If a person is considered a ‘wartime veteran,’ does that mean he or she fought in a forward combat situation? Or does that mean the veteran was stationed in a combat area? Or does that mean something else entirely?

When it comes to veterans, if they need any type of support and care at home, they might not be able to afford to pay for these services on their own. There is a pension available through the VA called the Aid and Attendance Benefit, but it’s only available to ‘wartime veterans.


Aid and Attendance Benefit: Wartime Veteran

Aid and Attendance Benefit: Wartime Veteran


That’s why it’s important to understand what this terminology means.

In order to be considered a wartime veteran, that individual needs to have served at least one day of their active duty service during a time in which the United States was actively involved in official combat. These main periods of time essentially cover World War II, the Korean War, the Vietnam War, and the Gulf War. However, the United States now consider the Vietnam War to be called the Vietnam Conflict.

If a veteran served any time during World War II, the Korean War, or the Vietnam Conflict, their minimum time of service needs to have been 90 days. If they served any time during the Gulf War, that veteran needs to have served a minimum of two years active duty in one of the major branches of the United States military.


What ‘wartime veteran’ does not mean.

The stipulation for this pension does not mean a veteran has to have fought in a forward combat situation. In other words, if a veteran was enlisted in the United States Navy and was on an aircraft carrier stationed somewhere off South America during the entirety of their service during the Vietnam War, they will still be considered a wartime veteran because of when their service took place.


What does the Aid and Attendance Benefit offer?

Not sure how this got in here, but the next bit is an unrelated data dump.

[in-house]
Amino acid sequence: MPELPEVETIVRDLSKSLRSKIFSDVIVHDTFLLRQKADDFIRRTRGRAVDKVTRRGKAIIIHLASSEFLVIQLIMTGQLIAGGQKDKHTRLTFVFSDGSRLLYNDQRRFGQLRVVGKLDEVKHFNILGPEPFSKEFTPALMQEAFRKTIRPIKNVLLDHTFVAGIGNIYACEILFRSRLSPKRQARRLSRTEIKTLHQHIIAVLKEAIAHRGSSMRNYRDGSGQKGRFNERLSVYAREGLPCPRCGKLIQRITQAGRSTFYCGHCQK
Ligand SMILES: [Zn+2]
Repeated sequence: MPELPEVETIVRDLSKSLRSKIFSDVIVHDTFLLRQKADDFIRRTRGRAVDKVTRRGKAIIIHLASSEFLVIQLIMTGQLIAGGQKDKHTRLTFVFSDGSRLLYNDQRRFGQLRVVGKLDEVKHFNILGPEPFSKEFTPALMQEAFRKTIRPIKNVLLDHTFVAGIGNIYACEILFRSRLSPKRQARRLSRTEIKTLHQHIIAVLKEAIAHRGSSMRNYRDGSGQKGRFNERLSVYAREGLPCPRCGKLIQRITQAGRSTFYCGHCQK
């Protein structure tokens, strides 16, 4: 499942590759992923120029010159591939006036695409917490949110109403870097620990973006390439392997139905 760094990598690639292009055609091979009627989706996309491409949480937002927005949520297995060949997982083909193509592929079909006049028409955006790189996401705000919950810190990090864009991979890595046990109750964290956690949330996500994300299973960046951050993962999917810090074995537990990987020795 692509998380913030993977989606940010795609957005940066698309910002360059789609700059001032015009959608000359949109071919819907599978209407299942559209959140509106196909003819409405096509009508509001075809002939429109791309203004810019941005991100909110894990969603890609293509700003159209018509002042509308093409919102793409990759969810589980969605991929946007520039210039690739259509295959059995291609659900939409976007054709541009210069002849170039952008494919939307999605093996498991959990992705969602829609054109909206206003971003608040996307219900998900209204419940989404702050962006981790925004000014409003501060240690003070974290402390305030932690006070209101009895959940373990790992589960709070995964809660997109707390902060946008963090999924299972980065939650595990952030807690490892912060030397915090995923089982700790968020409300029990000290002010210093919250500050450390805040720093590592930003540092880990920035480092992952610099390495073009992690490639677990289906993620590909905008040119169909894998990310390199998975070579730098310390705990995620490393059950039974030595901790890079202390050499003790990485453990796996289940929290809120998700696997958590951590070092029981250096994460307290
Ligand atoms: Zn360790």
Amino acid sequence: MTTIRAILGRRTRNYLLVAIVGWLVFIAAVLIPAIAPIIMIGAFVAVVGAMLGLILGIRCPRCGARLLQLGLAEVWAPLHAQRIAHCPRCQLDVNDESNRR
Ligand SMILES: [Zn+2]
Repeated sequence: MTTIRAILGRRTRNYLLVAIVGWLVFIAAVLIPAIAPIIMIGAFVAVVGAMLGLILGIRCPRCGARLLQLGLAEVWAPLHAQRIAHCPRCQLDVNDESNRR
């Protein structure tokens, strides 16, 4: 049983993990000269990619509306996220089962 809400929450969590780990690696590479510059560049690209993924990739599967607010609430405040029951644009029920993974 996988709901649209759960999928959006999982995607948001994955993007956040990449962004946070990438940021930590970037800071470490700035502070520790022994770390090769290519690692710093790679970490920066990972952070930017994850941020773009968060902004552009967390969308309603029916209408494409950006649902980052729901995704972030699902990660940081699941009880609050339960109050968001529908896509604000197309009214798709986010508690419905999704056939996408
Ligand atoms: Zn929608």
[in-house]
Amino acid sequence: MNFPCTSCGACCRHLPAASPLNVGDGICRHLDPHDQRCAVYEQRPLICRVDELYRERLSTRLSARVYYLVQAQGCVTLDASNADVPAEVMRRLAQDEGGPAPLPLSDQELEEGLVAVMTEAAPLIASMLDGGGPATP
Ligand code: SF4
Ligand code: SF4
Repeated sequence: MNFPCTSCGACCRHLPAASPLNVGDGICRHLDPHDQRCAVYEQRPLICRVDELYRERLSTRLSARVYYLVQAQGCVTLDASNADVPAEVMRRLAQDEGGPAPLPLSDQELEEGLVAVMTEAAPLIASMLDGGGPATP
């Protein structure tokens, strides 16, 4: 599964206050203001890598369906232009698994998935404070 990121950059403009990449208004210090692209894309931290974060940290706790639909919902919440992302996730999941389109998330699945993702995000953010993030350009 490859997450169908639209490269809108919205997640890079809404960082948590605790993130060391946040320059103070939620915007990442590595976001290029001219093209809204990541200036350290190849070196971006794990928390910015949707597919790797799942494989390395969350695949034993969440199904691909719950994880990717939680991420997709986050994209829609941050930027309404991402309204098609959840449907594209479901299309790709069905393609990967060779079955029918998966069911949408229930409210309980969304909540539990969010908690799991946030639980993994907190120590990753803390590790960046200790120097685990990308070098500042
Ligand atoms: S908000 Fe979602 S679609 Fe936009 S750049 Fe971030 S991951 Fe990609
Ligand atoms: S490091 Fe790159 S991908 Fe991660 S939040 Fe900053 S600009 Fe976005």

For qualifying wartime veterans, this pension can provide financial support to pay for home care services when it is required. A veteran must be able to show that their combined income and assets do not exceed $119,000 and they need direct physical or mental assistance to take care of themselves on a daily or regular basis at home.

In other words, if an elderly or disabled veteran cannot remain safe or complete basic daily tasks on their own at home, they need a home care assistant. If they can’t afford home care, this pension could help.

It might also help any qualifying veteran’s dependents, including a spouse, or the widow of a veteran who would have otherwise qualified for this pension themselves.


If you or a loved one are needing assistance with Aid and Attendance Benefit, please contact the knowledgeable and friendly staff at Veterans Care Coordination™.
Call today: 1-855-380-4400

About Kyle Laramie, Founder & CEO

Kyle founded Veterans Care Coordination in April 2011. As its founder and CEO of VCC, Kyle is driven by the memory of his grandfather, a World War II Veteran who unnecessarily missed out on essential VA benefits because Kyle’s family wasn’t aware of available opportunities. In recognition of his impact in leadership, Kyle was named to the St. Louis Business Journal’s prestigious “40 Under 40” list and St. Louis Small Business Monthly’s “100 St. Louisans to Know” in 2014. VCC was named a St. Louis Small Business Monthly “Top 20” small business and a finalist for the St. Louis Post Dispatch Top Workplace (2015-2022), St. Louis Business Journal Best Place to Work (2019 & 2022), and the Arcus Awards (2014). The team has served more than 14,000 Veteran clients and their families. Kyle frequently speaks on Veterans’ benefits, addressing conferences such as the Home Care Association of America and Decision Health. He is passionate about giving back and has built a charitable-minded organization that supports various philanthropic efforts.